🐈⬛ Last Week in Science #3
Saline water flowed on Mars just 0.4 million years ago, while the world’s biggest Schrödinger’s cat was re-created in a crystal — here’s a look at last week’s science news.
The largest Schrödinger’s cat
Researchers have put a tiny flake of a sapphire crystal in a state of quantum superposition in which its atoms move in two directions at once. Weighting just 16 micrograms, this weird object is 100 trillion times the mass of the molecules previously put in so-called cat states. Cat state is a way to re-create Schrödinger’s idea of an imaginary feline, known for being alive and dead simultaneously.
Saline water on Mars
The Zhurong rover explored crusts and cracks on the surfaces of hydrated salt-rich dunes at low latitudes on Mars formed between 1.4 and 0.4 million years ago. Scientists now believe these surface features were caused by saline water from thawed frost or snow. The discovery provided clues to future missions searching for signs of life on Mars, particularly at low latitudes with comparatively warmer temperatures.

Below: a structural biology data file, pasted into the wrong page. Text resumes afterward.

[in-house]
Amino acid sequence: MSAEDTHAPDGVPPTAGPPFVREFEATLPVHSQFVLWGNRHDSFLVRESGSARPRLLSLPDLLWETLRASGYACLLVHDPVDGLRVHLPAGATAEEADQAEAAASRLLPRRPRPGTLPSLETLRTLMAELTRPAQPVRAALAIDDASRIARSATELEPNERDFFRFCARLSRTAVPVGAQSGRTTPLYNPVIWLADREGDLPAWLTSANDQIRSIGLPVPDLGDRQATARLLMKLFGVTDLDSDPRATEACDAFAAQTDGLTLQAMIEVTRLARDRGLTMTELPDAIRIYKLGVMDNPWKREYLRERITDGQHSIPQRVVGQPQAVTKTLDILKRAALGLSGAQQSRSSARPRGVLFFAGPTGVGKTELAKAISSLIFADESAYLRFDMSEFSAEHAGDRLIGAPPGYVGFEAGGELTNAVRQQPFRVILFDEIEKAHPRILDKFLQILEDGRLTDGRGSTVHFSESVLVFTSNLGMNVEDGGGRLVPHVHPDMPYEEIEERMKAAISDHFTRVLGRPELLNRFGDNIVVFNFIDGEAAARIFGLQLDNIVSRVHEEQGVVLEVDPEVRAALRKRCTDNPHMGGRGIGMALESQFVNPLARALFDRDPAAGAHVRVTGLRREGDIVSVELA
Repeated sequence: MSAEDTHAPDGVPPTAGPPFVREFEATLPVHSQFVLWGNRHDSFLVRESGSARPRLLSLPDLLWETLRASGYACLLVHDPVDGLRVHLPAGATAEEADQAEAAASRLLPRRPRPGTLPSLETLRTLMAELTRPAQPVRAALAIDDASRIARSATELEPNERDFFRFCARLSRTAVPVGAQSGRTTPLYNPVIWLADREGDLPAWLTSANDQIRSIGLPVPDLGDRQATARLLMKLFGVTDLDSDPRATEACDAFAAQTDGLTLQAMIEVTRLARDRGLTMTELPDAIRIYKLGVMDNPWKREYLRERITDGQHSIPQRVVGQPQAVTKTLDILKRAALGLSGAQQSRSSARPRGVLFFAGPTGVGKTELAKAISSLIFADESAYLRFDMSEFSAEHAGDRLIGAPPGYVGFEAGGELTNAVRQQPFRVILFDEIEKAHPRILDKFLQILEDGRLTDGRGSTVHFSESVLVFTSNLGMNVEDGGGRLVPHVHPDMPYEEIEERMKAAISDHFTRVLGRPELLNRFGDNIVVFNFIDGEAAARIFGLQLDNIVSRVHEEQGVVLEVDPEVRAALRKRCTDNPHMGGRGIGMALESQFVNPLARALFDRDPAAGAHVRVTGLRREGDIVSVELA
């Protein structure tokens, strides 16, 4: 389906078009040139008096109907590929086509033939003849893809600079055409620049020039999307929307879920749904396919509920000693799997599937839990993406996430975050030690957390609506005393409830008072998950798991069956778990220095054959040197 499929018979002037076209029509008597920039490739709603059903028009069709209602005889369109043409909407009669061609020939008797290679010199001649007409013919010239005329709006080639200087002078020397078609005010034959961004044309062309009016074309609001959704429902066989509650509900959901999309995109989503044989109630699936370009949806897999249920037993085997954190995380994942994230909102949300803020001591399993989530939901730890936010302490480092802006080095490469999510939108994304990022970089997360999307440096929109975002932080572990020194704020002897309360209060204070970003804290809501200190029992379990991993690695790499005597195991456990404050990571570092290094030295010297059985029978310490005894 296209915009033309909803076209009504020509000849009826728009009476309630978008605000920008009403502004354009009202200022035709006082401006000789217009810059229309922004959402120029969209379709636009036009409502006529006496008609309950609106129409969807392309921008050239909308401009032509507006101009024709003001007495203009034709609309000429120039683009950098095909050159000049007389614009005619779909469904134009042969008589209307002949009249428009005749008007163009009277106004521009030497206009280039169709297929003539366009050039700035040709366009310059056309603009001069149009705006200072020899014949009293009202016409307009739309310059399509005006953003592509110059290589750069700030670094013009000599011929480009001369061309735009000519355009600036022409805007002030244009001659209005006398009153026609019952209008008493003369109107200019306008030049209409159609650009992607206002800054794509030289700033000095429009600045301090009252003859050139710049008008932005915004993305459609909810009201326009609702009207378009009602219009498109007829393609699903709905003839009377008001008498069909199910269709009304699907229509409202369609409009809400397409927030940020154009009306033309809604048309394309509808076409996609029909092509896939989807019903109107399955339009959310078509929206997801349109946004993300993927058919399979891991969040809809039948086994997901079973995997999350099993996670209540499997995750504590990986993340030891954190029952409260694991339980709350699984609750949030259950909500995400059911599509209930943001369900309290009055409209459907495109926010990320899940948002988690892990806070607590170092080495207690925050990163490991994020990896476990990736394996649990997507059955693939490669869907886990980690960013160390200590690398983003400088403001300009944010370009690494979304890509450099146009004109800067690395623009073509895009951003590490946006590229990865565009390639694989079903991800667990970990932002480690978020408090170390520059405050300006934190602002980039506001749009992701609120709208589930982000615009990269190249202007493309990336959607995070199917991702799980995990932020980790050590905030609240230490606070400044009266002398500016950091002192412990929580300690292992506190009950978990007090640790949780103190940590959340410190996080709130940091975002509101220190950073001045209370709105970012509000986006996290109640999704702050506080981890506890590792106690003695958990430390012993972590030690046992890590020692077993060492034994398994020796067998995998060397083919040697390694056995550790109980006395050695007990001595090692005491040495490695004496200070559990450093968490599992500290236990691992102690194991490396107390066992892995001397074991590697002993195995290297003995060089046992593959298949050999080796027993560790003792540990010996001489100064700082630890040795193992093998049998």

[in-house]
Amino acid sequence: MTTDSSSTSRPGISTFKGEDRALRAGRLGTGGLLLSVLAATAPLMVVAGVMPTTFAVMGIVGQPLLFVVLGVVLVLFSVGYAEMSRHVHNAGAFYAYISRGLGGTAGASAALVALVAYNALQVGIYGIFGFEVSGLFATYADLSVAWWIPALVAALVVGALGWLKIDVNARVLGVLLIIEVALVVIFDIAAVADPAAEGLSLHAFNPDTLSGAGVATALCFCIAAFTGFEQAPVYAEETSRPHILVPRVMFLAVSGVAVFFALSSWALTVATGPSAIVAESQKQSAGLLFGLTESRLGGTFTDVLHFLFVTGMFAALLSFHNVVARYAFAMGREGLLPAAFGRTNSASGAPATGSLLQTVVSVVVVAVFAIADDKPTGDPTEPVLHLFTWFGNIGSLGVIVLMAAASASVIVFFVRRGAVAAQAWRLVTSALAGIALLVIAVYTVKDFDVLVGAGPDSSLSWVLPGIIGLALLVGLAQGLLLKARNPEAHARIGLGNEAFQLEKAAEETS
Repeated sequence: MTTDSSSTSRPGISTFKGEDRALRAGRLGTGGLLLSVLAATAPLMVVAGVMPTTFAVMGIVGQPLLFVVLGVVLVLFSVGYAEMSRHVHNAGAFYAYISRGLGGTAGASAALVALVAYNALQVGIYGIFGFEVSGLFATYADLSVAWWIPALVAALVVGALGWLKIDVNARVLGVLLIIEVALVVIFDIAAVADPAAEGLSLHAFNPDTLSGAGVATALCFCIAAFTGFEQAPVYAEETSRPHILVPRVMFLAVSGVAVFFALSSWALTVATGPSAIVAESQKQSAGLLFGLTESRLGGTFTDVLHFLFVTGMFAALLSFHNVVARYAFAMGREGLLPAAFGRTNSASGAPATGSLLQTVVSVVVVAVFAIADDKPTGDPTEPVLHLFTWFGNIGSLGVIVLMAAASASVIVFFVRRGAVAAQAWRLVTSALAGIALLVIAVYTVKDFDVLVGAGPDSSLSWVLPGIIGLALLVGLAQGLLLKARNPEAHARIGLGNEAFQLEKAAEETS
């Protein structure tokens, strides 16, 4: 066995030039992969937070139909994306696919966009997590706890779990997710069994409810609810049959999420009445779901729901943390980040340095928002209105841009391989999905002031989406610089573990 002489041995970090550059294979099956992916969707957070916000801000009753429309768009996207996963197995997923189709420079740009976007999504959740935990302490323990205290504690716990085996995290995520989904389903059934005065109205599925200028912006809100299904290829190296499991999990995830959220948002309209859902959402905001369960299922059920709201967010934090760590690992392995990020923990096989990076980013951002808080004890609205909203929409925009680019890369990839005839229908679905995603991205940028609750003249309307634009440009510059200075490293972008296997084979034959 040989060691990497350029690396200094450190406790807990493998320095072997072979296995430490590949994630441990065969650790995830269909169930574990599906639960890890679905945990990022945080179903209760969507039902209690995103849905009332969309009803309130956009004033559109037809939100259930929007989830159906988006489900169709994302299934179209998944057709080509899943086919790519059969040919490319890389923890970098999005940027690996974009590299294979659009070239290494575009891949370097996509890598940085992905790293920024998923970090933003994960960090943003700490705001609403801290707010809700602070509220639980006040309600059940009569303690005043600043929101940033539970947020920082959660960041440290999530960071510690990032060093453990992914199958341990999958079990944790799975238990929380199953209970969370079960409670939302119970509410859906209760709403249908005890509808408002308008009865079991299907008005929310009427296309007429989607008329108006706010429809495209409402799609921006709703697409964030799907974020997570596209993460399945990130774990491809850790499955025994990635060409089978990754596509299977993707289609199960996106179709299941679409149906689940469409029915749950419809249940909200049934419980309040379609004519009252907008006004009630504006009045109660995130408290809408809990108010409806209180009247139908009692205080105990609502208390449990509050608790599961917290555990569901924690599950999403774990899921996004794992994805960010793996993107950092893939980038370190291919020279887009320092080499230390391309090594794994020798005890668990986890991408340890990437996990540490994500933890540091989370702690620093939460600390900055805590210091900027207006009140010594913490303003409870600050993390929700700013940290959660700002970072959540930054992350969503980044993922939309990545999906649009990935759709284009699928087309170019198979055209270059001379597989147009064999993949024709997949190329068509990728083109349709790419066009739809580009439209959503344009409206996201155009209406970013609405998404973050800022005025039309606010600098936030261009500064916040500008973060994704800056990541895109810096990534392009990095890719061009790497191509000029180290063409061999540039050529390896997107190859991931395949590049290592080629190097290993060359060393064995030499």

Deimos origin story
The Al-Amal orbiter, part of the Emirates Mars Mission, has flown just over 100 kilometres from the surface of Deimos — one of the smaller Martian moons. The orbiter’s observations showed that the composition of Deimos and Phobos, the second moon of Mars, seem to be more similar to their parent planet than to asteroids. It supports the theory that they were formed from Mars and not captured by the planet’s gravitational field.
Elia Kabanov is a science writer covering the past, present and future of technology (@metkere)
You can also read this post in Russian.
Illustration: Elia Kabanov feat. MidJourney. Photo credits: Matteo Fadel (photo 1), Emirates Mars Mission (photo 2).